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I've licensed some audio clips, but some of them come with what I have learned is a "DC Offset" that should normally have been removed during production.

Audacity's "Normalize" filter is able to fix a static DC Offset, but after applying it to my audio clips, I noticed that their DC offset varies (within 0.5 seconds it could go from 0.05 to 0.03 along a normalized amplitude range). For example:

Wandering DC Offset

To the left, silence is at 0.02, to the right, it's at 0.00 - this is after normalization by Audacity.

With me not being an audio engineer and not having any professional tools, is there a way to fix this?

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2 Answers 2

up vote 2 down vote accepted

A DC offset is a frequency component at 0 Hz. The "wandering DC offset" will be made of very low frequency components, so you should be able to remove this by using a high-pass filter with a cutoff of around 15 Hz. That way, you'll remove any sub-sonic DC related stuff without altering the audible frequency range.

Use a filter with a steep rolloff. Seeing as you're doing this offline, you can use a simple IIR type and filter the signal in both forward and reverse directions to remove any phase distortion that would otherwise be imposed by the filtering.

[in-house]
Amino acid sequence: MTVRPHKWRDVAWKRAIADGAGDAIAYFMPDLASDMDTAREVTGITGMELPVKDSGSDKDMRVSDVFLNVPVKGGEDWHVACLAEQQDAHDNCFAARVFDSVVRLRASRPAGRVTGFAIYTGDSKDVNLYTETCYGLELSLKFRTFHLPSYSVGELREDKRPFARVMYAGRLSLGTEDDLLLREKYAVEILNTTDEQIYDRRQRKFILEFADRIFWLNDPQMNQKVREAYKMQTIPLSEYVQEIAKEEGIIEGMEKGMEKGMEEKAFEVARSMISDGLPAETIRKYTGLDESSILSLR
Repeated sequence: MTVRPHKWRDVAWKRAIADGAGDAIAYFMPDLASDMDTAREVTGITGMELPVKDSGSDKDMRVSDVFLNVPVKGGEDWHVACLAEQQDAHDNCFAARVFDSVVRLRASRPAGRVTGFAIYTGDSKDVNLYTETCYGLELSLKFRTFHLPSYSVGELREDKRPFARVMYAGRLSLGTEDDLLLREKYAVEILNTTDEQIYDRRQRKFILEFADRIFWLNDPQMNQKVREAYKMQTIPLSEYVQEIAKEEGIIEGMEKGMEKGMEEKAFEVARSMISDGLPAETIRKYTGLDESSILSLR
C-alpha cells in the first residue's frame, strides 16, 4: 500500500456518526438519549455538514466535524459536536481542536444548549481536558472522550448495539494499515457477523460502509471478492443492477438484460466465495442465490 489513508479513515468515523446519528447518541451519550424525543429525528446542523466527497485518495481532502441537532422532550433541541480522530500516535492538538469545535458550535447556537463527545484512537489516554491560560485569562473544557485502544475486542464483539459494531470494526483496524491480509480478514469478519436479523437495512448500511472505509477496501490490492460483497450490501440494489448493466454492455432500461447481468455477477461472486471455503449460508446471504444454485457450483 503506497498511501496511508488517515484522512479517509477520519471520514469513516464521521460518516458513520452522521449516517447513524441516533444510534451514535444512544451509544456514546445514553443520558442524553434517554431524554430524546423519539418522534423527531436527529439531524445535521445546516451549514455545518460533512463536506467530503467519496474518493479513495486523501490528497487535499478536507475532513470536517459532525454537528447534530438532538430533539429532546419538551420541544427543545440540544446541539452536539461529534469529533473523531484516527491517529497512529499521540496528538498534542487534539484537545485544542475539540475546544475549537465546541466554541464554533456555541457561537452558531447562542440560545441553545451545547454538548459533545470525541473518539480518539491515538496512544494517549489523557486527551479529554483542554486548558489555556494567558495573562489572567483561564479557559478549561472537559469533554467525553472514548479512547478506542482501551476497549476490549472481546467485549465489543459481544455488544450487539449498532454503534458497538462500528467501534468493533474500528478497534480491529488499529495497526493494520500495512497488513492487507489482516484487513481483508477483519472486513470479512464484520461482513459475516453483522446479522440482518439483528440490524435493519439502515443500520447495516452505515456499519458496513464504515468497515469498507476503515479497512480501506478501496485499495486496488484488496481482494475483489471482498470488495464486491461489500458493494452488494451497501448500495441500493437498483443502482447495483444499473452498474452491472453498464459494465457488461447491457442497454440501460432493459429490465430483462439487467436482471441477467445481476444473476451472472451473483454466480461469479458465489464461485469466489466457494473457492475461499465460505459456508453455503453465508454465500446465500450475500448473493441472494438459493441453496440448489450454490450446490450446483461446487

If you use matlab, the operation would look something like this . .

[x, fs] = wavread('myfile.wav');
[b,a] = butter(8, 15/(fs/2), 'highpass');
y = filtfilt(b,a,x);
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I've got no idea what an "IIR type" is and google just sends me into the depths of digital signal processing, so I'm sorry this part of your advice is lost on my ignorance, but by duplicating + reversing the beginning of the clip (because the filter seems to use a forward-only window), then applying a high-pass filter and removing the beginning again I was able to get decent results! –  Cygon Jan 6 '14 at 13:41

As @learnvst explains in his answer, what looks like "wandering DC offset" is actually just content at very low frequencies. You can remove this LF content with a high pass filter. Since frequencies below 20 Hz are generally inaudible, you should be able to take out the "wandering DC" without actually changing how the file sounds.

The latest version of Audacity (2.0.5) includes a high pass filter. Select Effect > High pass filter ... and adjust the cutoff frequency and rolloff parameters. A cutoff of around 15 Hz and a rolloff of 6 dB/oct should do the trick.

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